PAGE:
SAN DIEGO —
Revenue is rising sharply at San Diego’s three city-owned golf courses thanks to a 36 percent increase in rounds played ever since the COVID-19 pandemic boosted the nationwide popularity of golf.
The city’s annual golf course revenue has risen to nearly $30 million and annual profits climbed to nearly $10 million, mostly due to sharp increases in rounds and revenue at the Mission Bay and Balboa Park golf courses.
The two courses have historically been money losers for the city and have required millions in subsidies from the more popular and prestigious Torrey Pines course. But in the fiscal year that ended last June, all three courses turned a profit.
Profits climbed to $9.9 million during that fiscal year, up from $3.9 million in the previous fiscal year — a 150 percent jump.
But that comparison year includes the early months of the pandemic, in spring 2020, when the courses were completely closed for two months. Compared to the fiscal year before the pandemic, revenue last year was up 52 percent — $9.9 million versus $6.5 million.
City officials say they expect the windfall to continue thanks partly to modest fee increases that start this Saturday at all three courses.
The increases, which vary by day of the week and tee time, are between $1 and $2 per round for city residents and between $4 and $13 per round for non-residents. Fees won’t increase for junior passes or resident identification cards.
But officials say there also is some cause for concern, particularly steadily rising expenses, difficulty hiring staff and fears that golf’s pandemic surge won’t be permanent.
“Unfortunately we don’t believe these increases are going to be sustainable,” John Howard, assistant deputy director of the city’s Golf Division, told the City Council’s Environment Committee last month.
Annual expenses increased 9 percent from fiscal 2019 to fiscal 2021, $18.3 million versus $20 million. That continues a steady string of increases to annual expenses, which were just $15.6 million seven years ago.
Howard said the city’s courses also are facing the same challenges with staffing and supply chain problems as many other businesses which, he said, could reduce the quality of the experience golfers have in coming months and years.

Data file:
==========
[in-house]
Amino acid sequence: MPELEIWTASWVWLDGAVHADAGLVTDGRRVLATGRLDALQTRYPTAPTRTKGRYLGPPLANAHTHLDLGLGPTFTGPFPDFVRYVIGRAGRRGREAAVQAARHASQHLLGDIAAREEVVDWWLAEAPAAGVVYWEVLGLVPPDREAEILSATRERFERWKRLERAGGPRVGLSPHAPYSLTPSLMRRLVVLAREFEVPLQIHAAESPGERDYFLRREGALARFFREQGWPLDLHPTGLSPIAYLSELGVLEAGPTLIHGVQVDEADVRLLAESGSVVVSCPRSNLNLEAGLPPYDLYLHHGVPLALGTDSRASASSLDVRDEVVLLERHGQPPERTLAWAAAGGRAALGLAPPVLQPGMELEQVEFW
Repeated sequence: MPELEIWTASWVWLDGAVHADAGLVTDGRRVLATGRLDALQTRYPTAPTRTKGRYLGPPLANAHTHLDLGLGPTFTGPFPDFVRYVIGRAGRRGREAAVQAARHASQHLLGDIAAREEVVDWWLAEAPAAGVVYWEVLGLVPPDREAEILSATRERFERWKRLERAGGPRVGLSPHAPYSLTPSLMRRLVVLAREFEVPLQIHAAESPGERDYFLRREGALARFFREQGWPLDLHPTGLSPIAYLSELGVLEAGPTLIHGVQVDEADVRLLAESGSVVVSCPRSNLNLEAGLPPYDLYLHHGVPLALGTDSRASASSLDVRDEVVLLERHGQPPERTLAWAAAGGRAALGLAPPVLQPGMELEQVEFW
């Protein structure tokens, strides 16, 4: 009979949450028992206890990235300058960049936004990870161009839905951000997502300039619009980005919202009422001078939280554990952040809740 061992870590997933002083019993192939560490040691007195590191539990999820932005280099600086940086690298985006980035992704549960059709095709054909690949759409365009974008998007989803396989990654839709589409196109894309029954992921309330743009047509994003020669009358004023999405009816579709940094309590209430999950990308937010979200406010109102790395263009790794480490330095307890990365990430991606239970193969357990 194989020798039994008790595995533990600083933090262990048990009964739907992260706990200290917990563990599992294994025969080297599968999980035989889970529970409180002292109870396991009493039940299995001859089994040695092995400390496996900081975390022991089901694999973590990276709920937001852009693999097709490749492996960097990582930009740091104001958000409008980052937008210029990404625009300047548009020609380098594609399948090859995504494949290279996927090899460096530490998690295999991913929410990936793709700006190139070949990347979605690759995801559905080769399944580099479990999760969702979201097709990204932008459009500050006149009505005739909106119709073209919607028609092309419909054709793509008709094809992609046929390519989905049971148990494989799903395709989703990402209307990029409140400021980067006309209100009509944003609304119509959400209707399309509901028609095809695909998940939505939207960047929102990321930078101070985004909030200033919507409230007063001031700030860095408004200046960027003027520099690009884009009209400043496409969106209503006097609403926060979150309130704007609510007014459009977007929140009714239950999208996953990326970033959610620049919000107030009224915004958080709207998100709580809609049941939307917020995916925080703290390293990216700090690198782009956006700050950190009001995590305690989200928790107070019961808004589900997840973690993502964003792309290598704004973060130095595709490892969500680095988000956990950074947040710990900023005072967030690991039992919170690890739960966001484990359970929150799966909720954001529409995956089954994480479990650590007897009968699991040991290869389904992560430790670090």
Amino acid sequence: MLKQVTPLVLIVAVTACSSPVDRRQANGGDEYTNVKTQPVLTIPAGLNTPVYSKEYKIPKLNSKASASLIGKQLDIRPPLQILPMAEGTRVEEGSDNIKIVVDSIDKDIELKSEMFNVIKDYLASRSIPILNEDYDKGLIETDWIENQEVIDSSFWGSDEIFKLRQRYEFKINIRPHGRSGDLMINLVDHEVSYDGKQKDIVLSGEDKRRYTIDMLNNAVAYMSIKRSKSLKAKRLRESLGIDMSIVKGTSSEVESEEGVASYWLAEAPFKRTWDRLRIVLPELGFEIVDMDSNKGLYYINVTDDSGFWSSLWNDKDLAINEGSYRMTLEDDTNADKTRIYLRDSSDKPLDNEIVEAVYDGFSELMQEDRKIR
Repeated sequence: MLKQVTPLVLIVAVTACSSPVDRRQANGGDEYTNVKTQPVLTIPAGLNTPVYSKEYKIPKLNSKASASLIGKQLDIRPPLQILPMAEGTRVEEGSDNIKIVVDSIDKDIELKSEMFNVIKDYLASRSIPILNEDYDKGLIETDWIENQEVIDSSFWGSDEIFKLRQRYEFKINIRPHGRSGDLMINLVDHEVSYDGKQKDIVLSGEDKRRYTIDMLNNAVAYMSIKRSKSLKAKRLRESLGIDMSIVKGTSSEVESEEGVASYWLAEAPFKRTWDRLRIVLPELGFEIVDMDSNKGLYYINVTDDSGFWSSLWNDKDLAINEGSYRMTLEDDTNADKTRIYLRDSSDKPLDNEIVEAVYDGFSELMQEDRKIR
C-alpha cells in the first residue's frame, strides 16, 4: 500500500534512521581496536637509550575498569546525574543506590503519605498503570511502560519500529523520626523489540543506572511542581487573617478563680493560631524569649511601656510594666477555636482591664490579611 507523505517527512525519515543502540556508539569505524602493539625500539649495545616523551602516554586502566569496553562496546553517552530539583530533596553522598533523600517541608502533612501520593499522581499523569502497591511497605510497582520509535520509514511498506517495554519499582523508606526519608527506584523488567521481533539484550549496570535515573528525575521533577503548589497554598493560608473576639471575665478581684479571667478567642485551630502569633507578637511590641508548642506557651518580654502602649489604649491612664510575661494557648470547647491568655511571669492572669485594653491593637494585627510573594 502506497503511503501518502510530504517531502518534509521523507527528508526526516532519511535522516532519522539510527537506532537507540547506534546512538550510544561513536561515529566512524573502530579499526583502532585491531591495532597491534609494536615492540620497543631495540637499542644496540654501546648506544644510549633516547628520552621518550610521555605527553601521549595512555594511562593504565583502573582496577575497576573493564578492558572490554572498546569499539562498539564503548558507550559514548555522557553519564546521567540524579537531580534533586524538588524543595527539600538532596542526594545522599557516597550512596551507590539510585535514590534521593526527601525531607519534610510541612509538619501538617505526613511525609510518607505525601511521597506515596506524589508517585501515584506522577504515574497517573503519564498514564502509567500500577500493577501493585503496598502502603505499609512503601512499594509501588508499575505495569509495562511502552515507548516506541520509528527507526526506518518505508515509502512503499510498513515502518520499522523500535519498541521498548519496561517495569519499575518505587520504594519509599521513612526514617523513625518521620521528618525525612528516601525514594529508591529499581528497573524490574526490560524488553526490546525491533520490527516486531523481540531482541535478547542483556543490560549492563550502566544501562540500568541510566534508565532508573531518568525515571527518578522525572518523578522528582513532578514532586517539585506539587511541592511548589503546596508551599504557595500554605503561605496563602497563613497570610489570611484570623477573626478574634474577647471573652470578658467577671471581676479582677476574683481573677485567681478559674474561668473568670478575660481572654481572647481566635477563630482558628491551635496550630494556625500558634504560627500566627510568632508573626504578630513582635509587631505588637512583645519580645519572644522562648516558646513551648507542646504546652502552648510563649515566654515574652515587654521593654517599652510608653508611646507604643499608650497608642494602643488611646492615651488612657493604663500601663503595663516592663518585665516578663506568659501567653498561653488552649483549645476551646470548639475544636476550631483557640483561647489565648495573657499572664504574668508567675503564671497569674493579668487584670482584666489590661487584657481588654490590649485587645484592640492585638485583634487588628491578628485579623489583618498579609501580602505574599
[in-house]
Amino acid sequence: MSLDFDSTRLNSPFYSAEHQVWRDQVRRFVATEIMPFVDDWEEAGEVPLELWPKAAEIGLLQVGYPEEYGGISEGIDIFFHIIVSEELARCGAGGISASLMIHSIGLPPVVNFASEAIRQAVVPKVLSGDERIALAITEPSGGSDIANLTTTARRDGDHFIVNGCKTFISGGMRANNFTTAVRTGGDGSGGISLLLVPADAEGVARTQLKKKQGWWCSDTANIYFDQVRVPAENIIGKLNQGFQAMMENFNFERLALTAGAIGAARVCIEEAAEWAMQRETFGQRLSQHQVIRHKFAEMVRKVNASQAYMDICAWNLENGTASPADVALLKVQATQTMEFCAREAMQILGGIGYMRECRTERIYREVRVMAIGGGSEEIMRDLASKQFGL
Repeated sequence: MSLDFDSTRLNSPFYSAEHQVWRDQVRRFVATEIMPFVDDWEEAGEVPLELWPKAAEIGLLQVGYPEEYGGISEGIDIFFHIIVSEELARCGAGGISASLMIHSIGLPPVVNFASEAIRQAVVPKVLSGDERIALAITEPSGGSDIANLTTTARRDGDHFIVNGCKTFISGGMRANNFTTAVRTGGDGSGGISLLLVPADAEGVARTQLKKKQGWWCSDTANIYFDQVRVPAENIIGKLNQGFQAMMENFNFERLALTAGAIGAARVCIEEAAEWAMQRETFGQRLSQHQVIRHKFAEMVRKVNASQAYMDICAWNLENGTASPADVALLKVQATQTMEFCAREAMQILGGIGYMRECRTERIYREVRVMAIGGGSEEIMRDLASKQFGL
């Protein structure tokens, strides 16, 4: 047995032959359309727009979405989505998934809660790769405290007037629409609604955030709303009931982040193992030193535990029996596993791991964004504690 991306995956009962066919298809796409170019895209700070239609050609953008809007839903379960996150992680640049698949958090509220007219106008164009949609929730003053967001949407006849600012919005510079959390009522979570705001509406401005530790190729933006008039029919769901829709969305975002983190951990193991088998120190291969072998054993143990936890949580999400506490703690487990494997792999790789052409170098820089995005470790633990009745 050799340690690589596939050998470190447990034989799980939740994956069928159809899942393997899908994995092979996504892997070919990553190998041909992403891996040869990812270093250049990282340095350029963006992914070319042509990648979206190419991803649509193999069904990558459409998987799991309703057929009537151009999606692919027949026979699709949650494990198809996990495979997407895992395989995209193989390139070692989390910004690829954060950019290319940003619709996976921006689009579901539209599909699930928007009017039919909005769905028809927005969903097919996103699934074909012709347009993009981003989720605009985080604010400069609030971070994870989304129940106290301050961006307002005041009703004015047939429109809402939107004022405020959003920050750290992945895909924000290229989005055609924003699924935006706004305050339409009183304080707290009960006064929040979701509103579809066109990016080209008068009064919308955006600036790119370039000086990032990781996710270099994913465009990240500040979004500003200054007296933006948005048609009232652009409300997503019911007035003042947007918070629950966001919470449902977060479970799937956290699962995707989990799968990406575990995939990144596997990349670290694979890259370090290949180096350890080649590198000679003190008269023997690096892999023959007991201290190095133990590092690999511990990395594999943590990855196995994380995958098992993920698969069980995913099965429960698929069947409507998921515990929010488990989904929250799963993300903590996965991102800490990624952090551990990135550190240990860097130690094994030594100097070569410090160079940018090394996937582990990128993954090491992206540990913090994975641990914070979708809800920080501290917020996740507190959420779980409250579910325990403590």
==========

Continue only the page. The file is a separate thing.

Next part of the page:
The rise in rounds played at Balboa and Mission Bay is remarkable, officials said.
Nationally rounds of golf are up more than 22 percent since the pandemic began. At San Diego’s three courses overall, annual rounds have increased from 305,524 to 414,572 — a 36 percent spike.
At Mission Bay, rounds increased 66,404 in pre-pandemic fiscal 2019 to 102,025 in fiscal 2021 — a 54 percent surge. At Balboa’s 18-hole course, they increased from 61,871 to 83,015 — a 34 percent jump.
But at Balboa’s nine-hole course, a shorter layout popular with people trying golf for the first time, during the pandemic rounds increased from 44,267 to 79,426 — a 79 percent spike.
The additional revenue will allow the city to tackle a variety of planned upgrades that aim to make the courses more appealing to golfers — and more profitable.
At Mission Bay, the city plans to install a modern irrigation system similar to systems installed recently at the other two courses. Mission Bay, the county’s only lighted golf course, also is slated to get a new clubhouse and restaurant.
At Torrey Pines there are plans to demolish and replace the clubhouse and maintenance building, which will require relocation of the putting greens.
At Balboa, the county’s oldest municipal golf course at 102 years old, the city is planning to rebuild several putting greens, reshape the fourth hole and realign Golf Course Drive to make it safer for bicyclists.
The revenue numbers from the city courses don’t include lease payments. The city gets about $800,000 in total lease revenue from Mission Bay and Balboa Park, and about $1.6 million from Torrey Pines.
The annual payments are equivalent to 10 percent of gross revenue plus $1,806 per acre.
On top of that, the city receives roughly a combined $2 million each year from seven other courses it owns but doesn’t operate: Carlton Oaks, Fairbanks Ranch Country Club, Tecolote Canyon, Mission Trails, Presidio Hills, The Vineyard and the Pro Kids Golf Academy.
For details on fee increases that start Saturday, visit sandiego.gov/golf.
Source: This post first appeared on sandiegouniontribune.com